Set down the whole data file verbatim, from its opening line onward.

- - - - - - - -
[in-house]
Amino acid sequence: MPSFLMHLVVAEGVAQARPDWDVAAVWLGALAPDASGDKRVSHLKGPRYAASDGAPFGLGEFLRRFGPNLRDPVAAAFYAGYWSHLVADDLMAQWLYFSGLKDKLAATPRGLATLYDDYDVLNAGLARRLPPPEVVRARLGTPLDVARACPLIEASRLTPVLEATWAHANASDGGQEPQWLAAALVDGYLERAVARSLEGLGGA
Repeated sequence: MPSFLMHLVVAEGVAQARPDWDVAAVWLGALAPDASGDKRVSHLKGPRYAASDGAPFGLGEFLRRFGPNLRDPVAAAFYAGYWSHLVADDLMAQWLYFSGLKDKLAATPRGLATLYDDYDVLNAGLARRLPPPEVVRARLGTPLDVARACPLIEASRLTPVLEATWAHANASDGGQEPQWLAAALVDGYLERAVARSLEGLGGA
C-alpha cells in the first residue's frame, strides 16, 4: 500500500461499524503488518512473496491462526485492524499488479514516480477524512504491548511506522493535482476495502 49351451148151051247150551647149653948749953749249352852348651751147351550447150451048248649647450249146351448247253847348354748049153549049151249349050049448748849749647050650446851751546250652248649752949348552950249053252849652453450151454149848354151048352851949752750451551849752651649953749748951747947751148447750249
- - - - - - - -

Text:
[in-house]
Amino acid sequence: MPSFLMHLVVAEGVAQARPDWDVAAVWLGALAPDASGDKRVSHLKGPRYAASDGAPFGLGEFLRRFGPNLRDPVAAAFYAGYWSHLVADDLMAQWLYFSGLKDKLAATPRGLATLYDDYDVLNAGLARRLPPPEVVRARLGTPLDVARACPLIEASRLTPVLEATWAHANASDGGQEPQWLAAALVDGYLERAVARSLEGLGGA
Repeated sequence: MPSFLMHLVVAEGVAQARPDWDVAAVWLGALAPDASGDKRVSHLKGPRYAASDGAPFGLGEFLRRFGPNLRDPVAAAFYAGYWSHLVADDLMAQWLYFSGLKDKLAATPRGLATLYDDYDVLNAGLARRLPPPEVVRARLGTPLDVARACPLIEASRLTPVLEATWAHANASDGGQEPQWLAAALVDGYLERAVARSLEGLGGA
C-alpha cells in the first residue's frame, strides 16, 4: 500500500461499524503488518512473496491462526485492524499488479514516480477524512504491548511506522493535482476495502 49351451148151051247150551647149653948749953749249352852348651751147351550447150451048248649647450249146351448247253847348354748049153549049151249349050049448748849749647050650446851751546250652248649752949348552950249053252849652453450151454149848354151048352851949752750451551849752651649953749748951747947751148447750249